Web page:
Frederick Winslow Taylor

Much like his contemporary, Henry Ford, Frederick Winslow Taylor was responsible for much of the work put into perfecting industrial efficiency and productivity practices.

Taylor, an American industrial engineer during the late 19th and early 20th century, is often credited as the father of scientific management (Frederick W. Taylor).  The main focus of his work was to split industrial workers into two distinct groups: managers and laborers, and then to streamline efficiency and productivity through scientific reasoning (Frederick W. Taylor).

Dedicated to scientifically reworking the management techniques of his time, Taylor observed, experimented with, and advised and revised industrial workers (Rhodes). He reformulated the most efficient use of equipment, work space design and organization, and was also responsible for taking a drastically new look at cost-accounting and worker’s wage policies for industries (Rhodes).

“House of the Soviets”

Taylorism caused workers to lose a significant amount of their independence and skill. Individuals on the shop floor were under constant control and observation from their managers, assigned to a simplified, specific tasks, and were no longer responsible for their own tools or even their own method for completing assigned work (Frederick Winslow Taylor). Taylor’s system changed industrial work from specialized, skilled labor, into unthinking, robotic, supervised tasks (Frederick W. Taylor).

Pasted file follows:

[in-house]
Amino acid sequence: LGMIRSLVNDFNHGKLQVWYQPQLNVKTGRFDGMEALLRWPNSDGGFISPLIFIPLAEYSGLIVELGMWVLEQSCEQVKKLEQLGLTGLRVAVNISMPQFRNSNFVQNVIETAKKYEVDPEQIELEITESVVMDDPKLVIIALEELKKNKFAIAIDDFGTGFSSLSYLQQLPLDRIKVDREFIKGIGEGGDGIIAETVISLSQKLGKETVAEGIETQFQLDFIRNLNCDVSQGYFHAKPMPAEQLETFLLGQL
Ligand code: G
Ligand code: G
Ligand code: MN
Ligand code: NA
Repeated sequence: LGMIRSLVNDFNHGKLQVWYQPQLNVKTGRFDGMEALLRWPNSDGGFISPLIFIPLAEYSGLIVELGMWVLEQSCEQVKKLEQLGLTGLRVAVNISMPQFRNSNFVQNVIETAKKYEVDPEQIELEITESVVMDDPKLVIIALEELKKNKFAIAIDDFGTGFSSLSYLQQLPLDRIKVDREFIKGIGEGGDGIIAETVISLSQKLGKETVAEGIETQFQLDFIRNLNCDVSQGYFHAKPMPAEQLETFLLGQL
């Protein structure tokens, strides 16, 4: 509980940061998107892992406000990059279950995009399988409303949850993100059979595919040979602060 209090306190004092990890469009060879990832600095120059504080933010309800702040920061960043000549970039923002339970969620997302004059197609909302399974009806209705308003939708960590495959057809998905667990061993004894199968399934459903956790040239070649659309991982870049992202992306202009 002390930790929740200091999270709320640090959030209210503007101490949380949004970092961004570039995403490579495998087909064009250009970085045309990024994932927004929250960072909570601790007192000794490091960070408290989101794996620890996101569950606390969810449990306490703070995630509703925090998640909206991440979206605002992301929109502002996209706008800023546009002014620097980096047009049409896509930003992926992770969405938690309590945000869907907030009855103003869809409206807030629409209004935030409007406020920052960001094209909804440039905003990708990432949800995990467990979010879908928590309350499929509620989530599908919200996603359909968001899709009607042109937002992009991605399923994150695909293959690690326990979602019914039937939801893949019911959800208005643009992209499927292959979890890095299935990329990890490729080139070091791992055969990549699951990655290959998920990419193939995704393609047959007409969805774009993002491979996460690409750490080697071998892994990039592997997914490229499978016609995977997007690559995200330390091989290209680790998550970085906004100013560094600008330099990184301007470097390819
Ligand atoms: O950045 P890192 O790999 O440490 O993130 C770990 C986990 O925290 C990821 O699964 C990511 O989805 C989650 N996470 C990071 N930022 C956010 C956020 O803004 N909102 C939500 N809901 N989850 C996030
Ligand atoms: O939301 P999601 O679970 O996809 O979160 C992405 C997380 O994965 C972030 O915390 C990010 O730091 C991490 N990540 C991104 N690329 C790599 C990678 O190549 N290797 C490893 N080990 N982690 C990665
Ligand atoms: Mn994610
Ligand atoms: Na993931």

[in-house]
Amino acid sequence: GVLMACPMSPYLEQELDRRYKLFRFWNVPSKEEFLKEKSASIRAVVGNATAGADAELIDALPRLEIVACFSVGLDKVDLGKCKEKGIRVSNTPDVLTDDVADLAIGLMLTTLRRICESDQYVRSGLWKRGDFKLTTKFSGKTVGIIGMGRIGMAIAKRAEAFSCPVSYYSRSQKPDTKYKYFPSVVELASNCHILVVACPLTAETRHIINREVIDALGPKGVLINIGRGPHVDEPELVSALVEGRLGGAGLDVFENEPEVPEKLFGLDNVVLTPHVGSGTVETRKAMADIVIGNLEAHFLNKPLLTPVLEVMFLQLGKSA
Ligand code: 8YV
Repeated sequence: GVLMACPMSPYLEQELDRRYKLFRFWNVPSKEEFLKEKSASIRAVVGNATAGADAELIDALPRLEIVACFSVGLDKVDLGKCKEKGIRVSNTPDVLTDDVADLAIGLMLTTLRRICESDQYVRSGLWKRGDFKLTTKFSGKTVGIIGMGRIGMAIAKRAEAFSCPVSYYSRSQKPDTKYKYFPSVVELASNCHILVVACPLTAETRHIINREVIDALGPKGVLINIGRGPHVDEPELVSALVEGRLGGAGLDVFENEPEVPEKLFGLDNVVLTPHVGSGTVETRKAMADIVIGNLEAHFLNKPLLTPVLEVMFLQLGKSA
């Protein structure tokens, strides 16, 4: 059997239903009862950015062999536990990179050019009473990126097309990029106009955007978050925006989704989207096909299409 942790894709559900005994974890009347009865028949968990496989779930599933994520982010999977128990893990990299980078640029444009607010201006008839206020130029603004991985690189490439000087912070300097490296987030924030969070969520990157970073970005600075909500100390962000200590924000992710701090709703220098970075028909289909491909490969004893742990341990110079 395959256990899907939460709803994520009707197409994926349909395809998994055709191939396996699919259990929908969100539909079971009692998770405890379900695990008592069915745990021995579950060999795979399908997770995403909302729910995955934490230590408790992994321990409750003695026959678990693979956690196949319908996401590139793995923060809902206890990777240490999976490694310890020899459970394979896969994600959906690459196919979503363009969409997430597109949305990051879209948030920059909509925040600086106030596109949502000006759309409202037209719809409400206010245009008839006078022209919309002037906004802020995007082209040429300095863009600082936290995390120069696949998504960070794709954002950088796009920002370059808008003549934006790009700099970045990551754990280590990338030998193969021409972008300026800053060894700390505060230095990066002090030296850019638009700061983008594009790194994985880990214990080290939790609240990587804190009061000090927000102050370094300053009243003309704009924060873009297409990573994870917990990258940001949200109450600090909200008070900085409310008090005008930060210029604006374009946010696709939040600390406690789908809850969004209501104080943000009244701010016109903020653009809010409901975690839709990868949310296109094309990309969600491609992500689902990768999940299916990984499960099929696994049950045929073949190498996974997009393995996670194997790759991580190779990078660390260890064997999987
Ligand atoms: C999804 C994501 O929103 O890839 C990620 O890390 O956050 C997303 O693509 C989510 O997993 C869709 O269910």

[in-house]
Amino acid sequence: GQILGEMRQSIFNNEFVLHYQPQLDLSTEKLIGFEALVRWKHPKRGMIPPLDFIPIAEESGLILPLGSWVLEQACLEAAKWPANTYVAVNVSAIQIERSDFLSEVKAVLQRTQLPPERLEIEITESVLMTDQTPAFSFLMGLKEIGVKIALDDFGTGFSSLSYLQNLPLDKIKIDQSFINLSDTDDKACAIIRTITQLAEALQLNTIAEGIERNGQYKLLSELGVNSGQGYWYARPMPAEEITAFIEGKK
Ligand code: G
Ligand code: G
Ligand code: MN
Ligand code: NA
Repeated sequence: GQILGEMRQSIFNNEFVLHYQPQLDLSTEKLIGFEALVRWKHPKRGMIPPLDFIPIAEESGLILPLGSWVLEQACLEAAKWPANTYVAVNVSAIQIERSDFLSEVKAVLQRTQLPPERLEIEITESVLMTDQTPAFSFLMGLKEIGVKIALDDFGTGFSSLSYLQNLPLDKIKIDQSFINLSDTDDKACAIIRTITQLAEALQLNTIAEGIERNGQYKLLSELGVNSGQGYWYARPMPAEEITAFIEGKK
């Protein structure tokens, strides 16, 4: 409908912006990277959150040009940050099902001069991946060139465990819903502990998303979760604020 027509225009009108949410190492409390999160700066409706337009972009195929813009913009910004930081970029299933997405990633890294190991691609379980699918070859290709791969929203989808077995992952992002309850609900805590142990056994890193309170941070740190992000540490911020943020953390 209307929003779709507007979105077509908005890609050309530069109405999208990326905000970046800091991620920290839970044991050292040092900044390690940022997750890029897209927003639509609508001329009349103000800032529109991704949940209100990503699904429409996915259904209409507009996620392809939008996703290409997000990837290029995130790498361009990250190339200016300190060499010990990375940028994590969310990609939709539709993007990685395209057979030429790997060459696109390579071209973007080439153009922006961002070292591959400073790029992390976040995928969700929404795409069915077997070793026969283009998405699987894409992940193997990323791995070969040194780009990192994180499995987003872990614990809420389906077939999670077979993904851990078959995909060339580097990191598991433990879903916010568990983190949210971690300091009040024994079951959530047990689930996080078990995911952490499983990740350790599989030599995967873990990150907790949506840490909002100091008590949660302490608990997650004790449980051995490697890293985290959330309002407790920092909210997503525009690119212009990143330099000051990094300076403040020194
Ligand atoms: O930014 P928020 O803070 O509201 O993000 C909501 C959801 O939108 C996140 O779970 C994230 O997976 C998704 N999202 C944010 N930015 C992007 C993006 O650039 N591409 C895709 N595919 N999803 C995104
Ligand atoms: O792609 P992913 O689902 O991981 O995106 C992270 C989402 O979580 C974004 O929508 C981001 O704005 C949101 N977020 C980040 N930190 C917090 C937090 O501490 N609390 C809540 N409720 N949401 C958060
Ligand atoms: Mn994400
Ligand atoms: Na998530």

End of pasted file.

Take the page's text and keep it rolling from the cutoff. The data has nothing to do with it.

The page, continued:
“It is only through enforced standardization of methods, enforced adaption of the best implements and working conditions, and enforced cooperation that this faster work can be assured. And the duty of enforcing the adaption of standards and enforcing this cooperation rests with management alone.”

-Frederick Winslow Taylor (Frederick W. Taylor)

Taylor argued that the “one best way” could be discovered through careful analysis of a worker’s process  (Frederick W. Taylor). He is credited with developing the time and motion study; the most famous being an investigation into shovels used in a job  (Frederick W. Taylor). After breaking the process down into individual components, Taylor would time each section to the hundredth of a minute, and he found that the most effective shovel load for ultimate efficiency and productivity was 21.5 pounds  (Frederick W. Taylor).

“USSR 3079 – Metal Works”

Many of Taylor’s ideas were utilized by developing industries in the United States, Europe, and the Soviet Union as they sought to build themselves up in the booming industrialization period of the late 1800s, early 1900s and to better compete economically with foreign nations  (Frederick W. Taylor).